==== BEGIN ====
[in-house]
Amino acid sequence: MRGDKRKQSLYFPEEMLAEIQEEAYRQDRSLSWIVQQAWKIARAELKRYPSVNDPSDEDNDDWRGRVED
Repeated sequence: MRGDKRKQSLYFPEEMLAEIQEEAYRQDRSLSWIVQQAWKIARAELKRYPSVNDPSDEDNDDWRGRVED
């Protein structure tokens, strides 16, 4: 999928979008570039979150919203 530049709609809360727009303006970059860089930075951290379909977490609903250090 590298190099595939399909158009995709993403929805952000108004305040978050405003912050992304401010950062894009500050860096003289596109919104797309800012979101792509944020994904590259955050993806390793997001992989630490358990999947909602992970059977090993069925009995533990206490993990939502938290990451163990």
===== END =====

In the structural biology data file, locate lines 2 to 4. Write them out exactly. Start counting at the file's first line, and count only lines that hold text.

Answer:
Amino acid sequence: MRGDKRKQSLYFPEEMLAEIQEEAYRQDRSLSWIVQQAWKIARAELKRYPSVNDPSDEDNDDWRGRVED
Repeated sequence: MRGDKRKQSLYFPEEMLAEIQEEAYRQDRSLSWIVQQAWKIARAELKRYPSVNDPSDEDNDDWRGRVED
């Protein structure tokens, strides 16, 4: 999928979008570039979150919203 530049709609809360727009303006970059860089930075951290379909977490609903250090 590298190099595939399909158009995709993403929805952000108004305040978050405003912050992304401010950062894009500050860096003289596109919104797309800012979101792509944020994904590259955050993806390793997001992989630490358990999947909602992970059977090993069925009995533990206490993990939502938290990451163990």